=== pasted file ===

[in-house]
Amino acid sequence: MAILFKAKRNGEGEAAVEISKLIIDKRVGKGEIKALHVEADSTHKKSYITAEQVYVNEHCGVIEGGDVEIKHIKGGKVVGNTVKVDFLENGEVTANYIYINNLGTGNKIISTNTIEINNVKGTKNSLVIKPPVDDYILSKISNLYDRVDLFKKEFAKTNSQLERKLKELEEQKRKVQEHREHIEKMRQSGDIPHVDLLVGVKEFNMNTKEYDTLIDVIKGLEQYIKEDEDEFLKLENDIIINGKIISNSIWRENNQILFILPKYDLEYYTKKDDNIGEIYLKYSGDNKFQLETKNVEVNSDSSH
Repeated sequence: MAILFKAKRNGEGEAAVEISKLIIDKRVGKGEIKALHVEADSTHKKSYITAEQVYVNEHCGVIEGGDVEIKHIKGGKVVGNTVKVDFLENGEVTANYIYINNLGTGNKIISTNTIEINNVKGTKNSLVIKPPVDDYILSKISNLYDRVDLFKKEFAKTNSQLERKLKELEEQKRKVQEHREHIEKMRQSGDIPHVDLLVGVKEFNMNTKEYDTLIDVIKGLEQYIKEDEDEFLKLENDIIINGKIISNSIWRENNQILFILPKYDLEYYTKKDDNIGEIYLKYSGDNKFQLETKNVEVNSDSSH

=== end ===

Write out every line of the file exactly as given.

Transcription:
[in-house]
Amino acid sequence: MAILFKAKRNGEGEAAVEISKLIIDKRVGKGEIKALHVEADSTHKKSYITAEQVYVNEHCGVIEGGDVEIKHIKGGKVVGNTVKVDFLENGEVTANYIYINNLGTGNKIISTNTIEINNVKGTKNSLVIKPPVDDYILSKISNLYDRVDLFKKEFAKTNSQLERKLKELEEQKRKVQEHREHIEKMRQSGDIPHVDLLVGVKEFNMNTKEYDTLIDVIKGLEQYIKEDEDEFLKLENDIIINGKIISNSIWRENNQILFILPKYDLEYYTKKDDNIGEIYLKYSGDNKFQLETKNVEVNSDSSH
Repeated sequence: MAILFKAKRNGEGEAAVEISKLIIDKRVGKGEIKALHVEADSTHKKSYITAEQVYVNEHCGVIEGGDVEIKHIKGGKVVGNTVKVDFLENGEVTANYIYINNLGTGNKIISTNTIEINNVKGTKNSLVIKPPVDDYILSKISNLYDRVDLFKKEFAKTNSQLERKLKELEEQKRKVQEHREHIEKMRQSGDIPHVDLLVGVKEFNMNTKEYDTLIDVIKGLEQYIKEDEDEFLKLENDIIINGKIISNSIWRENNQILFILPKYDLEYYTKKDDNIGEIYLKYSGDNKFQLETKNVEVNSDSSH